2010-11-25: Working Off The Turkey


Mason_icon.jpg Heather_icon.jpg

Summary: Heather and Mason find each other working off Thanksgiving dinner in the weight room.

Date: Thursday, November 25, 2010. 10:45pm. Thanksgiving Day.

Log Title: Working off the Turkey

Rating: PG

Xavier Mansion - Weight Room

All the weight machines are powered by hydraulics, you set the weight you want and your bench-pressing that many pounds, or even tons in some super strong students' cases. Punching bags, stair machines, bicycles, treadmills, weights, and anything found in your standard gym can be found here.

Thursday night, and more importantly, Thanksgiving night, has fallen at the Xavier Mansion. Mason was gone for most of the day. He had Dinner with his mother and grandparents at noon, and a performance in the afternoon for somebody else's Thanksgiving dinner. But he finally has made it back to the school, and still isn't tired.
So here he is, he's decided to work off some of that extra food he took in earlier, and is in the weight room. No shirt and a red gym shorts, his hard and tone physique flexes as he works on the machine weights, bench pressing what appears to be a good deal more than someone his size should be able to. Not superhuman, but unexpectedly strong.

There is a quick tapping that emerges from the hallway, getting faster and faster, but if there is any suspicions to be had, they should be quelled once Heather arrives at the entrance of the weight room. Normally, she does weight training, but after eating a ludicrous amount of food in a previous wake cycle, even more than her usual binges, she decides that cardio may be the best route. As she arrives at the treadmill, though, she turns to examine if there's anyone else in the room. Since she normally comes at unusual hours, it's usually empty, but she stops and tilts her head slightly, eyeing Mason and drawing her fingers through her more messy than before but still within range of normal hair and then looking up to the weights. She reaches for her tape recorder and plays, "You look very strong."

Mason doesn't look up as Heather enters, he's focused on his reps. Good breathing and a steady pace brings him to finish his set, before letting the weights rest again. Once he's done, his head turns to spot Heather. "Thanks," he says with that same bright smile that usually is on his face. "I try hard." He sits up, still looking at Heather. "I hope your Thanksgiving was nice," he says to her, picking his water bottle off of the ground.

"Thanksgiving was alright," plays Heather, tilting her head slightly as she looks down at the recorder, "It was the first I've celebrated. It was nice to have a nice, large meal made for me." She rests her machine on the treadmill and starts fiddling with some of the settings, but before she starts it up she adds, "I'm pretty strong, too. I work out a lot. But I doubt as strong as you."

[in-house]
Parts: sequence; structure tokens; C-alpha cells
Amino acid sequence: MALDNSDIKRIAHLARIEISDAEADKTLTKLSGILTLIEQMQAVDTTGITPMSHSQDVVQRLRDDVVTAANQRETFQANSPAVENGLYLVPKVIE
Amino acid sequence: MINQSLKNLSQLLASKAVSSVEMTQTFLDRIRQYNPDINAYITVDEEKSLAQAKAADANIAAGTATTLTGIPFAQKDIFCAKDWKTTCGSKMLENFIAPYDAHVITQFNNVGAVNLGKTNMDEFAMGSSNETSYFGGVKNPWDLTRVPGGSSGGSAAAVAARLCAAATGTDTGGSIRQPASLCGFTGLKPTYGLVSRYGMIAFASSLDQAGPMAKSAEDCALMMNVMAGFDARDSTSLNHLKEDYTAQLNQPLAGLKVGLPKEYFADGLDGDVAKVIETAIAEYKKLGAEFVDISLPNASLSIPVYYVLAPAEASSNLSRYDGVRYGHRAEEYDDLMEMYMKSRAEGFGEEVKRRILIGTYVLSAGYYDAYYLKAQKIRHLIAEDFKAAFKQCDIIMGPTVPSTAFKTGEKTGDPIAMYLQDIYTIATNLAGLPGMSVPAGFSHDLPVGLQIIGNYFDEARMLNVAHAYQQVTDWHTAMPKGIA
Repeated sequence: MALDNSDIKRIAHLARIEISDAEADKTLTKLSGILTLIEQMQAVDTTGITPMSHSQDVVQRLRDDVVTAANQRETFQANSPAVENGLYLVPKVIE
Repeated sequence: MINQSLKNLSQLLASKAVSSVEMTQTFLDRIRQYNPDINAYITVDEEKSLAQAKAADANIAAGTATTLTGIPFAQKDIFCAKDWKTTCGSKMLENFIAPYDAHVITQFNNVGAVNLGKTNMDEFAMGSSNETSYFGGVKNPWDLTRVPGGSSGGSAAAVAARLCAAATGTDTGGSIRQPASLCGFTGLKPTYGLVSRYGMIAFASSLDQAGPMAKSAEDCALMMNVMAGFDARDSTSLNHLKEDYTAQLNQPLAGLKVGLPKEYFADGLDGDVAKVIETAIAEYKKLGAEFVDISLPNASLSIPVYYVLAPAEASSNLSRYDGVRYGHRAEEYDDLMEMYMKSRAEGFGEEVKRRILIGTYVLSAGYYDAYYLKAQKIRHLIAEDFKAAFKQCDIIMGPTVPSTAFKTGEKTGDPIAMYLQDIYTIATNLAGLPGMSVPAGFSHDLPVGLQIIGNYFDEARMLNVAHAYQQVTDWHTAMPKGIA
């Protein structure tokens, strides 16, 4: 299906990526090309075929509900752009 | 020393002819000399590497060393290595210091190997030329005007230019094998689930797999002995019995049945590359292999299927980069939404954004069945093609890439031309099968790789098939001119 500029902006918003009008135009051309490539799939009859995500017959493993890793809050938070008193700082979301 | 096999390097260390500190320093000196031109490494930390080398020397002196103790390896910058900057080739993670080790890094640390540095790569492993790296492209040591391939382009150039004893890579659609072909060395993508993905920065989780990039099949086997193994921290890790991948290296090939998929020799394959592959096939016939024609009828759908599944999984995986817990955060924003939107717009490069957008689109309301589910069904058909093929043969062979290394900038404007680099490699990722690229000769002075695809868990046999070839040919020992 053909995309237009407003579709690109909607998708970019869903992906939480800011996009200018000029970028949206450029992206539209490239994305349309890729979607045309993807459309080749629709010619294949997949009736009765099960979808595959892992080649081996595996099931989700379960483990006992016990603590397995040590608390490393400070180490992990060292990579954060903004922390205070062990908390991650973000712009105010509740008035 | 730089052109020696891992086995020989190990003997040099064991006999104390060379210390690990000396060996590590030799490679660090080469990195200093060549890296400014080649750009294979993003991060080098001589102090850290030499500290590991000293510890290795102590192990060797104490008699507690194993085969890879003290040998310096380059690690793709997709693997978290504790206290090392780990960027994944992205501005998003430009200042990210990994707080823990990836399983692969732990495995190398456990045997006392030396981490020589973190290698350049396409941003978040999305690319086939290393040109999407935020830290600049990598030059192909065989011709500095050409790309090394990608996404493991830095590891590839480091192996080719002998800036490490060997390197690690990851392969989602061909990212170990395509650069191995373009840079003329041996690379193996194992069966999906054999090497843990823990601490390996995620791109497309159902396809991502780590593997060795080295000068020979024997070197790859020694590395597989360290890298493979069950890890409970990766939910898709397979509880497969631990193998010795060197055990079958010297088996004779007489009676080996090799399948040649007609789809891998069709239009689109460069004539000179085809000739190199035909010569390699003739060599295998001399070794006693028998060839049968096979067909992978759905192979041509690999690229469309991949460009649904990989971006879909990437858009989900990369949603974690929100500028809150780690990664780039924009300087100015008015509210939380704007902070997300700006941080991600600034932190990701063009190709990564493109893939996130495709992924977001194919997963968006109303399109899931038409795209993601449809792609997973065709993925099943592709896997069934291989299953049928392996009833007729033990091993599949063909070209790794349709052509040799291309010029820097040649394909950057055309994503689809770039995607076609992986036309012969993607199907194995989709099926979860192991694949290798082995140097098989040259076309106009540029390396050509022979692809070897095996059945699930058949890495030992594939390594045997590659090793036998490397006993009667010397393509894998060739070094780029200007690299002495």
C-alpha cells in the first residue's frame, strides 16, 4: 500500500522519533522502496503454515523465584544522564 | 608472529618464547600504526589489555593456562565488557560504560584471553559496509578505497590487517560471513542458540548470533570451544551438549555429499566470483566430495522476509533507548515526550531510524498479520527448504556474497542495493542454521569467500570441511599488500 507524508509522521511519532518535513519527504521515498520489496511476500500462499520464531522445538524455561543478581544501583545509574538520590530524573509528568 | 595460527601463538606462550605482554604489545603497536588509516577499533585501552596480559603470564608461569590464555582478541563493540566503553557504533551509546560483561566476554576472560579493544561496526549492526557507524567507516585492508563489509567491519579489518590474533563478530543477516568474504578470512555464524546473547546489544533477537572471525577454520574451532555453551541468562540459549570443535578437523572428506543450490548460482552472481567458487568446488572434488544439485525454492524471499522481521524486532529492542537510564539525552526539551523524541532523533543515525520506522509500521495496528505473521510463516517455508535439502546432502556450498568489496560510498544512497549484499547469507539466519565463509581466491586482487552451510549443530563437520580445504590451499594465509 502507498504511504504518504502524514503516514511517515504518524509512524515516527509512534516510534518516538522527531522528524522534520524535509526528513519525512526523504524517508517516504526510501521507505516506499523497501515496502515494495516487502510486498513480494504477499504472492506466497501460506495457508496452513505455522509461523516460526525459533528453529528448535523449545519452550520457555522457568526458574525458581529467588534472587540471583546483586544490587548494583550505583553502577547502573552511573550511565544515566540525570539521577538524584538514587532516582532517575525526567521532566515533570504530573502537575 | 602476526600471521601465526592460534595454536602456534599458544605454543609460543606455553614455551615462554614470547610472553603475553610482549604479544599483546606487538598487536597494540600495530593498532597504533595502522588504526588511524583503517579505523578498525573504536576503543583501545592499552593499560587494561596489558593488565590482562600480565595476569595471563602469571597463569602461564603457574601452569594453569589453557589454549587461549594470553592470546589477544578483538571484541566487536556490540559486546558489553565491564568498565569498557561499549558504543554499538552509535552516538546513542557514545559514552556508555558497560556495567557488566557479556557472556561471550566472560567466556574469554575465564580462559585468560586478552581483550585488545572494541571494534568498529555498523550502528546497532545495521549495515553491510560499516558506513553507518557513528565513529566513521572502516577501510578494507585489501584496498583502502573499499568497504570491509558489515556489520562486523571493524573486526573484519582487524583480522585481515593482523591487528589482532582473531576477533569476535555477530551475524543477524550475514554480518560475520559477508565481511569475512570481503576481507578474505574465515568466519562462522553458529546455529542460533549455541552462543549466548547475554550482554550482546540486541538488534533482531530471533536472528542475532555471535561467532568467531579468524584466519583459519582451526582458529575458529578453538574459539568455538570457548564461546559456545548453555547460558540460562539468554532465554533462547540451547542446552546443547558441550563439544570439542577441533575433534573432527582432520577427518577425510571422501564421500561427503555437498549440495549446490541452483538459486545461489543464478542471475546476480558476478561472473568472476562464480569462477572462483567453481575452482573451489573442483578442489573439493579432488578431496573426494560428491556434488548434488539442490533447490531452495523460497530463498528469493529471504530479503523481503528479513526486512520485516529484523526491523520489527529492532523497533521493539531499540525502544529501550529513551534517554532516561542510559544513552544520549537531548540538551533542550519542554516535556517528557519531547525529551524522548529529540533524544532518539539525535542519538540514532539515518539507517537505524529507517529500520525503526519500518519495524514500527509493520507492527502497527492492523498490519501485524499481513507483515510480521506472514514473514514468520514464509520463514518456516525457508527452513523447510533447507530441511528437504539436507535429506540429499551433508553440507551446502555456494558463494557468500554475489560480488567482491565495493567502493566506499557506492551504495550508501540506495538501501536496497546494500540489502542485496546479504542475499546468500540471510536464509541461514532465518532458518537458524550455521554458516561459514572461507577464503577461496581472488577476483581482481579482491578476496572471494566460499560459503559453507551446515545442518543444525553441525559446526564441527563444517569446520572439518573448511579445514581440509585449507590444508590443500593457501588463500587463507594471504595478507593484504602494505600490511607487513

Mason takes a drink from his water bottle, and some of the water drips down his chin. He wipes it with his forearm, and gets up, moving to the chin-up bar at the side of the room. "Well, you have a lot going for you besides just strength," he says. "You seem to move really fast. How fast can you run?" he asks. He drops the water bottle next to him, and jumps up, grabbing the bar. He pulls himself up. One. Two…

Shrugging, Heather gets onto the track of the treadmill and starts up both the exercise machine and the tape. "Pretty fast," the tape answers, which becomes pretty clear as the piece of Xavier's equipment speeds to a speedster's page, her shoes tapping rapidly against the floor of it like a machine gun. The tape continues, "And yes, I do. My main strength is my gaming abilities."

Mason does a few more pull ups as he listens to the recording, and listens to Heather's feet speed up. He pauses, pulled up on the chin bar, and turns his head to look at Heather. He blinks a few times. "Wow," he responds. "That's fast. What do you mean your gaming abilities?" he asks. "What kind of games?"

The pace is kept up, but Heather picks up the machine and seems to contemplate it for a moment before she puts it back down where it was before. "As fast as I look to slow-worlder, slow-worlders look that slow to me," explains Heather, "And the games I play are various. Often strategy games. But the Danger Room trials, even when we find ourselves in a strange and different world. It's all a game for me. And I do well."

Mason gather's that he's a slow-worlder. "That's pretty cool. I guess you have more time to think about the moves you are going to make," he observes. "Since you're all superspeed and everything." He drops from the bar, sweating more than he was a moment ago. "I can see how being faster could be good and bad," the terraformer says. "I mean, some things I'd wish would slow down so I can enjoy them longer. Do you like being faster?" He tries to speak quickly, though he knows that it still will seem slow to her.

Heather glances over for just a moment towards Mason, her feet still tapping rapidly against the track at the same rhythm. "It's not the speed that gives me an edge in games. I was good even before I manifested. "The extra time helps, but my decisions are made as rapidly from my perspective as someone else from their own." Her eyes go forward and she picks up the recorder again and puts it down in the same manner as previously. "I feel alone when there aren't others who can understand me. People don't understand that time is not the same for me. They assume things they shouldn't. That I'm like them."

Mason suddenly feels much more appreciative of his own power. He can avoid being known as a mutant, and his power has done little to impact his life. "I'm sorry. I'm trying to understand," he tells. "All of this is still a little new to me." He puts his hands on his hips, taking a moment to catch his breath now that he's done with the chin ups. He pace to the side, watching Heather run. "If I start to assume things I shouldn't let me know." He walks to the bench, and grabs his towel to wipe the sweat off of his chest and face.

"I know you're trying to understand. And I am fine with my power. If it makes me more like the person I am, then that's fine. Eventually, I will be even more intelligent and knowledgeable than now. It will help my growth. But it can be painful. And I want to help people understand. I can't attend classes. Five hours in one place listening to nasty green droning. Every four hours for you, I sleep for one. It creates a twenty five hour schedule," plays Heather, listing off anything that Mason might need to know in order to understand her.